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Zoo Art Fair - is it what is was, 21.Oct.08
Author Imogen Welch

Zoo Art Fair

I have been to all five Zoo Art Fairs, and there have been many changes over the years. The original event showcased very young London galleries, art organisations and publications. It enabled the local and international art world to see what was happening within small, inaccessible locations in the capital.

The event got slightly larger in 2005 with the welcome inclusion of a few out of London galleries but 2006 saw a large increase in numbers, with the fair now occupying a large marquee in the zoo grounds, as it had outgrown the available buildings. This was the year that international galleries were first invited and fourteen came, however the remaining forty two were still from the UK. Now the Zoo Art Fair is well established in the Burlington Gardens location but there are discontented galleries in London who find they can’t get in to the fair.

This is hardly surprising as in 2004 there were 26 London exhibitors but this year (despite it’s growth) there are only 18 (6 of those were on the list for the original fair!) The really young exciting organisations have trouble getting accepted and raising the ever increasing fees. Maybe if the organisers had been less embedded into the scene then the three year rule might have stayed, however many exhibitors would have been too mature to come back so the age limit has now crept up to six years.

Now it is of course interesting to see far flung galleries like Rodeo from Istanbul and Galleria Leme from São Paulo, but when the Brazilian gallery is showing a piece by Goldsmith graduate Paul Hoskins, whose Vyner St gallery Fred is not in the show, I do wonder what is the point to this international merry-go-round! There are art fairs all over the world and the exhibitor lists can look very similar, so why has this excellent original formula spawned a baby Frieze?

Zoo Art Fair’s success has lead to a couple of prizes, given to exhibiting artists, the most generous being the £10 000 Champagne Perrier-Jouët Prize for best artist at Zoo Art Fair. This year’s winner is the American Scoli Acosta whose work is shown by Galerie Laurent Godin of Paris. Acosta, who works in a large variety of media, often deals with themes that are ecologically based whether he is referencing renewable energy with solar panels or recycling materials into his finished pieces. As well as the money, there is the opportunity to exhibit at next year’s show, so this year there is a room dedicated to new work made by the 2007 winner, Scottish artist Karla Black whose exciting experimental work is made of ordinary stuff like polythene, cotton wool and face powder.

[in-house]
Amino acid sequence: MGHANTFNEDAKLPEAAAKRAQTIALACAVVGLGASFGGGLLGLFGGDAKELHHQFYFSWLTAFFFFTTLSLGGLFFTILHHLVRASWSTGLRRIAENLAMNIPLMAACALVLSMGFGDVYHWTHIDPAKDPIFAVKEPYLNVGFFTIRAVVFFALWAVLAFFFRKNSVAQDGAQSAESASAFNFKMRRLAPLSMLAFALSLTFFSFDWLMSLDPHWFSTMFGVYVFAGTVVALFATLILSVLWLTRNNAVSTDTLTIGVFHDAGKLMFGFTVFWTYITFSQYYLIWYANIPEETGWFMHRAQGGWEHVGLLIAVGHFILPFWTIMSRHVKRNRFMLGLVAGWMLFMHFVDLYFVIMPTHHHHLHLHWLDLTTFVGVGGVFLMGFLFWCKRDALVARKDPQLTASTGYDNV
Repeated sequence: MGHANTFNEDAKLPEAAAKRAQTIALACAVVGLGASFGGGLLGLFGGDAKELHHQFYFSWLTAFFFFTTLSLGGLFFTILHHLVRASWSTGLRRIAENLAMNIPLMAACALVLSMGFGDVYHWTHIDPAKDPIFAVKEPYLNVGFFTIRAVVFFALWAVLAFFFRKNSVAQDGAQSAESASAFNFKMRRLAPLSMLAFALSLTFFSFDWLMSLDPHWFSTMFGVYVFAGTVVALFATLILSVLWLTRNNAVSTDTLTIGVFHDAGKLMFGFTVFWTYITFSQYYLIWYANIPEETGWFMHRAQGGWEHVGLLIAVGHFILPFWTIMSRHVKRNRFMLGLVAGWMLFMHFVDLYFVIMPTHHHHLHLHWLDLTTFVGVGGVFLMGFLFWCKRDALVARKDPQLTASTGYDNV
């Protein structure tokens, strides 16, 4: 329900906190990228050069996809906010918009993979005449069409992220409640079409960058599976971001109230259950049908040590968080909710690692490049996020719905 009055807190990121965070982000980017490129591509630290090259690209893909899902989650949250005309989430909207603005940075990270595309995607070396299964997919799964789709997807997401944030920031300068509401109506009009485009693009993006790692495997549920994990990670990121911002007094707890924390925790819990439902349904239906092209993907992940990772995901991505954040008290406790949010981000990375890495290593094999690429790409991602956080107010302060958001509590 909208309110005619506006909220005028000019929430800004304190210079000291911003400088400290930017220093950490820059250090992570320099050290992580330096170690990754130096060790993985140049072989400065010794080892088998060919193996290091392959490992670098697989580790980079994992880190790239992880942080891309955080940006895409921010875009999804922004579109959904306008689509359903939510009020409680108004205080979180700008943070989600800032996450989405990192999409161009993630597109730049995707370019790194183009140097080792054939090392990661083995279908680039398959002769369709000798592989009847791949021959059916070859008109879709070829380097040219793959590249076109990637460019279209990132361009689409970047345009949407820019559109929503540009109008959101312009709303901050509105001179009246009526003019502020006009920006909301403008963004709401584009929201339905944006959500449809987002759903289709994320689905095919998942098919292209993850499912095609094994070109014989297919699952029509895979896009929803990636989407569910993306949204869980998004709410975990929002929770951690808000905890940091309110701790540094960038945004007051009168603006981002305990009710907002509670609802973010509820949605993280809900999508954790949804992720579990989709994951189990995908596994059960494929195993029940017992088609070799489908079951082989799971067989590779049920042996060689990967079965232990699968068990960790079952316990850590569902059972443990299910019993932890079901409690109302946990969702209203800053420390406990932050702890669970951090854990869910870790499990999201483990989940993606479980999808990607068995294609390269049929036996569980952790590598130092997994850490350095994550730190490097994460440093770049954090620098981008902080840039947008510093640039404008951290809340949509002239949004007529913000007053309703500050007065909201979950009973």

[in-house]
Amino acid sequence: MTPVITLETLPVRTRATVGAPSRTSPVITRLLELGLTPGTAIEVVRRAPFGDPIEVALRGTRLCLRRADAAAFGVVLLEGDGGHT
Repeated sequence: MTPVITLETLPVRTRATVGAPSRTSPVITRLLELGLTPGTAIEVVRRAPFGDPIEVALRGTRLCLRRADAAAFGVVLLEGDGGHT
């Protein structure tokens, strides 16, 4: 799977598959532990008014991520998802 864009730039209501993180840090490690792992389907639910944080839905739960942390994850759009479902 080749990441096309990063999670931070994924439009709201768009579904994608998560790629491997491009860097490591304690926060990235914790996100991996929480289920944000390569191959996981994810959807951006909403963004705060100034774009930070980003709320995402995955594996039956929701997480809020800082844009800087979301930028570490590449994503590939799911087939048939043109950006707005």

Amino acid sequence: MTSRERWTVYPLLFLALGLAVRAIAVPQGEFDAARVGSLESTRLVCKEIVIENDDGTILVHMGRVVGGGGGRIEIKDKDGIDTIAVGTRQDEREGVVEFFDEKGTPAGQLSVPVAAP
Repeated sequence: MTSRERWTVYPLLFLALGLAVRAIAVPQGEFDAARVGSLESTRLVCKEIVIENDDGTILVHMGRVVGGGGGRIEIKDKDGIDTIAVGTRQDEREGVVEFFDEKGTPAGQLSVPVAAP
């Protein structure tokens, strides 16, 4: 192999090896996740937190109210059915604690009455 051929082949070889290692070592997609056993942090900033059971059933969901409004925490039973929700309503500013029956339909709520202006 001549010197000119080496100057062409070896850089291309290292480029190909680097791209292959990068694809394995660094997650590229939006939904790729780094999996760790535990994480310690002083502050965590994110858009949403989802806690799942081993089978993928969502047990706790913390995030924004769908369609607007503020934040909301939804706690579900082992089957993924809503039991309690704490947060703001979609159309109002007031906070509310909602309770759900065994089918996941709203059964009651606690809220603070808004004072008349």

The artists on show in the fair range from this year’s RCA sculpture graduate Robert Dowling (showing with London galley Alexandre Pollazzon) to Eric Bainbridge (showing with Workplace Gallery of Gateshead) who left the same masters course in 1981 and is now a Professor of Fine Art at the University of Sunderland. Interestingly while Dowling is showing work made since this summer’s degree show (a huge complex puzzle of geometric shapes that forms a large purple rectangle), Bainbridge’s fun ‘ocelot fur fabric’ covered piece was made in 1985!

Among the works that particularly caught my eye, Riflemaker of London are showing a large wax ‘painting’ by Jose Maria Cano From his series “Wall St One Hundred”. The piece is hugely magnified cutting from the New York paper featuring an image of Barack Obama. Close by and attracting quite a crowd is a piece by David Ellis (represented by Roebling Hall of New York) in a video described as Motion painting, the artist is seen in a time lapse format creating his huge works. This video work is much more documentary that actual artwork perhaps because he finds the need to pack far too much in rather than keeping it to a more coherent content.

Paradise Row of London deserve a mention for their stand, instead of the normal art fair hang they created a black walled, evolving installation based on The Waste Land and some of the work was specially made to this theme by their artists. I enjoyed the humour in Kristoffer Akselbo’s piece (showing with Brown of London). It is titled LHOOQ from the famous Duchamp, and consists of a toaster and a pile of toast with the famous moustachioed Mona Lisa on each slice!

Finally the winner of the John Jones ‘Art on Paper Acquisition and Award’ for 2008 is artist Clunie Reid of MOT International Gallery. The works shown are a set of towering stacks of collaged pieces of thick foam board ‘gaffer taped’ together. These sculptural pieces combine sampled photo images and graffiti like doodles and writing with other ephemera. Very urban contemporary.

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